Awards & Grants

The Cranmer Awards - Rules & Helpful Advice

Cranmer Awards


  1. The Competition, known as 'The Cranmer Awards', is open to all candidates of eleven and under nineteen years of age on 1st February in the year of the National Final.
  2. There are two classes:
    11-14 years
    and 15-18 years
  3. Candidates may be entered by their school or church or, depending on Diocesan Branch circumstances, may enter a class sponsored by the Prayer Book Society at a local Festival of Music, Speech and Drama.
  4. Candidates are required to present their own choice of passages from the 1662 Book of Common Prayer.
  5. The presentation should be of not less than three minutes and not more than five minutes duration. At the National Finals, all candidates are required to speak from memory. At a Branch or Festival event, if reading is allowed, then ALL candidates must read.
  6. A competitor entering the Finals for a second or subsequent time either as a Junior or Senior is not permitted to declaim that portion of the Prayer Book which he or she has spoken previously. This applies even if there has been a break of a year or more.
  7. The chosen passages should be spoken in a manner appropriate for a church service and any form of dramatization should be discouraged.
  8. Any liturgical deviation* from the text of the 1662 Book of Common Prayer will incur a loss of marks.
    *A 'liturgical deviation' shall be defined as the inclusion of any phrase which comes from any prayer book which has been published subsequent to the 1662 Book of Common Prayer (e.g. the 1928 Book of Common Prayer, the Alternative Service Book, Common Worship). Candidates should be particularly careful not to use any material from Common Worship even if described as from the Book of Common Prayer.
  9. The Judges' decision is final.
  10. The winner of each class in each diocesan or Festival heat will go forward to compete in the National Finals.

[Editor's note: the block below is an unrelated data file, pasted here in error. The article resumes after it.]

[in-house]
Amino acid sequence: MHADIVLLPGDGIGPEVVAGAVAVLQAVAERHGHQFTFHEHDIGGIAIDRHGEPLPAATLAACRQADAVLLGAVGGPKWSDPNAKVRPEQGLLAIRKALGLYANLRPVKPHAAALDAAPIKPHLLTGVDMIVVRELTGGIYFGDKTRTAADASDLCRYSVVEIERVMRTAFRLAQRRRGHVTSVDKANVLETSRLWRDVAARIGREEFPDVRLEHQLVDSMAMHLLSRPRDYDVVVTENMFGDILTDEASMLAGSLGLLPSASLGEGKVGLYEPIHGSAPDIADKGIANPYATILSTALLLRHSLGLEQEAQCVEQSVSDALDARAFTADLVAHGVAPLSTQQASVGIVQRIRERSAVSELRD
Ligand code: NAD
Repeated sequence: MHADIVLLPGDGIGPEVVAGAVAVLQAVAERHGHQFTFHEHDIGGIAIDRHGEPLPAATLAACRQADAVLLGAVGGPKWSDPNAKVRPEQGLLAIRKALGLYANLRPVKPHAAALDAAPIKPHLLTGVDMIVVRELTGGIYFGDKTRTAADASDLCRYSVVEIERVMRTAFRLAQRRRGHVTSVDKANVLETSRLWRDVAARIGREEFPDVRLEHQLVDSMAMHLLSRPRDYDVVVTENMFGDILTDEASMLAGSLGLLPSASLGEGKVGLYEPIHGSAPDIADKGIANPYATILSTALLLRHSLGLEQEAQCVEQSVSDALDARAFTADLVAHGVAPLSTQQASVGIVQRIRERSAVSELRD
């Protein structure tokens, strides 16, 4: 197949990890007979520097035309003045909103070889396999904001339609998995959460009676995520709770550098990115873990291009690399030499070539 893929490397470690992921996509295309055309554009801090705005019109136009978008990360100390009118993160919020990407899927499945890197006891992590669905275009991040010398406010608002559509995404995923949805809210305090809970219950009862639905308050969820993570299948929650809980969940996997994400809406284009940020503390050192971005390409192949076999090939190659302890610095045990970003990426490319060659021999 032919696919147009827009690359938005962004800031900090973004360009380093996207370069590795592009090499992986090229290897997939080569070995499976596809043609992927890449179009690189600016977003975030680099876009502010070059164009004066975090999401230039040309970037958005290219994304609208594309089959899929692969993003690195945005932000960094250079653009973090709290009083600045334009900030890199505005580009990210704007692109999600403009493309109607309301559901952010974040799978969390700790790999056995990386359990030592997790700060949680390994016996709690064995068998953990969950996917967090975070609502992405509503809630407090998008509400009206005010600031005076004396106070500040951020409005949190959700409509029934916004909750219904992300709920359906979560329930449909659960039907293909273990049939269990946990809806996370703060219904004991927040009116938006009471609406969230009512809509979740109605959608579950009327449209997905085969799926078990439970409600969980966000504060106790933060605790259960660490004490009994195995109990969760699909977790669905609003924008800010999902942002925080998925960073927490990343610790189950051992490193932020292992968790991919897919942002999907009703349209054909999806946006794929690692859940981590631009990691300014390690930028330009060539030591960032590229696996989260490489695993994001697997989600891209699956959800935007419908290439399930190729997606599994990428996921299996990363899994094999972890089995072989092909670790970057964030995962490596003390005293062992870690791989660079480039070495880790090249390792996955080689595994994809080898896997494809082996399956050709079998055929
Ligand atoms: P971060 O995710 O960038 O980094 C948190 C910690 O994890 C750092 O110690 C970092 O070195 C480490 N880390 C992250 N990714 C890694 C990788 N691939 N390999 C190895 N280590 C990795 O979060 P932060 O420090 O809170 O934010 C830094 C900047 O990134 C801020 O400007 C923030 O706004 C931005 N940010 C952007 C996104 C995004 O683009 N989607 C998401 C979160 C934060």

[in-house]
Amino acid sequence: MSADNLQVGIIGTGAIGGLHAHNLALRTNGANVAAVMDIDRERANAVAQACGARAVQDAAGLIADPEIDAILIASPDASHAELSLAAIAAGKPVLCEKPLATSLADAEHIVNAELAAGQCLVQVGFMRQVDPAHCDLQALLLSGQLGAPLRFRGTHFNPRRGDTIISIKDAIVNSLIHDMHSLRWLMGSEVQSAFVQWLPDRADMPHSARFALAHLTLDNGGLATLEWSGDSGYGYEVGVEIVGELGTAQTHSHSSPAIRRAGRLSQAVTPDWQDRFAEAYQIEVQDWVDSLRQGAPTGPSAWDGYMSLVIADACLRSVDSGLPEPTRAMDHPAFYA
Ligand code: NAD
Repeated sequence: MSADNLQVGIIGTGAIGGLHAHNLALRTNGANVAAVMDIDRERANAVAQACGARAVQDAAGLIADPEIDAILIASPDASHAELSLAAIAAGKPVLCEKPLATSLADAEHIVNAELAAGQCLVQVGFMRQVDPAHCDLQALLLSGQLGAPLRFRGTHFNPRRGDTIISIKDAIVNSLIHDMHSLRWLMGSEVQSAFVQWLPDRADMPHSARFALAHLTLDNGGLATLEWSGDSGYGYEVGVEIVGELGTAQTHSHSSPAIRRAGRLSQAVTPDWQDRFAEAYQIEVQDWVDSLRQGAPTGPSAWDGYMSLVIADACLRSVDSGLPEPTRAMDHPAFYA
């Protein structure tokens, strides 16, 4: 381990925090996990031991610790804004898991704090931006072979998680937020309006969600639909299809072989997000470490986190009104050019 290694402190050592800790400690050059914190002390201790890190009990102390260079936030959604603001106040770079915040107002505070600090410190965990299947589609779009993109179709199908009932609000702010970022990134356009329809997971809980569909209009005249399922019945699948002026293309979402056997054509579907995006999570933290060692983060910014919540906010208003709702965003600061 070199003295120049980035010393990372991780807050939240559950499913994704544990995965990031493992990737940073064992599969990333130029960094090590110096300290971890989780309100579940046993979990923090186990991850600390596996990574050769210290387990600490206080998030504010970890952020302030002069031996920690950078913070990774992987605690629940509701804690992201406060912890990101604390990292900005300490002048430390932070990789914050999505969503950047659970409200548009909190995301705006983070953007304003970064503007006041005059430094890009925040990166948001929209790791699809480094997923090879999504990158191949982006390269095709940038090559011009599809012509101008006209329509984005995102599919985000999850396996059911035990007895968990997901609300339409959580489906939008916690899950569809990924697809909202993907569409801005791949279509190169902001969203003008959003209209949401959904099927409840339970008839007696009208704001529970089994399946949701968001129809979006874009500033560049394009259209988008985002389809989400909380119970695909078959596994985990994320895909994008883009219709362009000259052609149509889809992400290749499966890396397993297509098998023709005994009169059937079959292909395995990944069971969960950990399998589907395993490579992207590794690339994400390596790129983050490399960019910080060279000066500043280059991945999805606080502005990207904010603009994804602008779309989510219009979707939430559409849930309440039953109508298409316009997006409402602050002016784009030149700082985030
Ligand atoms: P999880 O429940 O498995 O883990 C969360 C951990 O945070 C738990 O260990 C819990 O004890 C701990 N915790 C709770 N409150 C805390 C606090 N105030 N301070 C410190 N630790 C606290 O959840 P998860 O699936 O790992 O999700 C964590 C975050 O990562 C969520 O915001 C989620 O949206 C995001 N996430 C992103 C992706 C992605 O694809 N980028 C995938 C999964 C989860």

11. There will be an official timekeeper and accuracy checker. Any deviations, inaccuracies or time faults will be given to the Judges who will deduct marks as appropriate.
  12. The First prize winner is not eligible to compete in the National Final the following year, unless it is in the older age group.
  13. The judges will use the following criteria and marking scheme:

    Clarity and projection: 20
    Pace, use of pause and emphasis: 20
    Fluency and rhythm: 20
    Natural, intelligent communication of meaning: 20
    Secure, accurate memorisation and timing: 20
    Liturgical deviation from the 1662 BCP text: -20
    Total deviation from the 1662 BCP text: Disqualification
  14. The National Finals will normally be held in February each year.


Helpful Advice for Competitors

Don't be nervous—take it slowly.

Almost all the instructions you need are printed in the Book of Common Prayer in what are called rubrics—usually in italics just before each passage.

Choosing a passage

Suggested selection of suitable passages (from the Book of Common Prayer):

  • A selection from Morning Prayer, Evening Prayer or Holy Communion. (Omitting any words spoken by the Priest-Absolution, Consecration, Exhortations, Prayer of Humble Access, Post Communion Prayers, Blessing).
  • One or more of the Psalms
  • The Collect, Epistle and Gospel for any Sunday or Holy Day.
  • Any suitable passages from The Catechism, Special Prayers and Thanksgivings, The Litany, Commination, Forms of Prayer to be used at Sea.

If you are not sure that your chosen passages are appropriate, please contact a clergyman, your local organiser or the National Administrator.

Introducing your reading

Passages may be either directly from a Prayer Book, or from your own written or printed copy of the text.

The chosen passages must be introduced in the appropriate manner, e.g.:

'Psalm one hundred'
'The Order for Evening Prayer'
'A General Confession'
'The First Sunday In Lent .The Collect.'...

An Epistle should be introduced: 'The Epistle is written in the xxx chapter of xxx beginning at the xxx verse', concluding with 'Here endeth the Epistle'.

The Gospel should be introduced: 'The Holy Gospel is written in the xxx chapter of xxx beginning at the xxx verse'. There are no closing words for the Gospel.

If you are in any way uncertain, read the rubric printed in the book carefully and if still in doubt ask a clergyman or a teacher.

No additional words of your own should be added as an introduction or conclusion to the presentation.


This is a recitation in church, a place of worship. And these are Holy words. It is not a presentation or dramatisation. However, emphasis, pauses and rhythm are key.

Your teacher or a clergyman will help you - or find recordings of readings being made in cathedrals and churches, or visit one and hear for yourself how it is done in Holy places.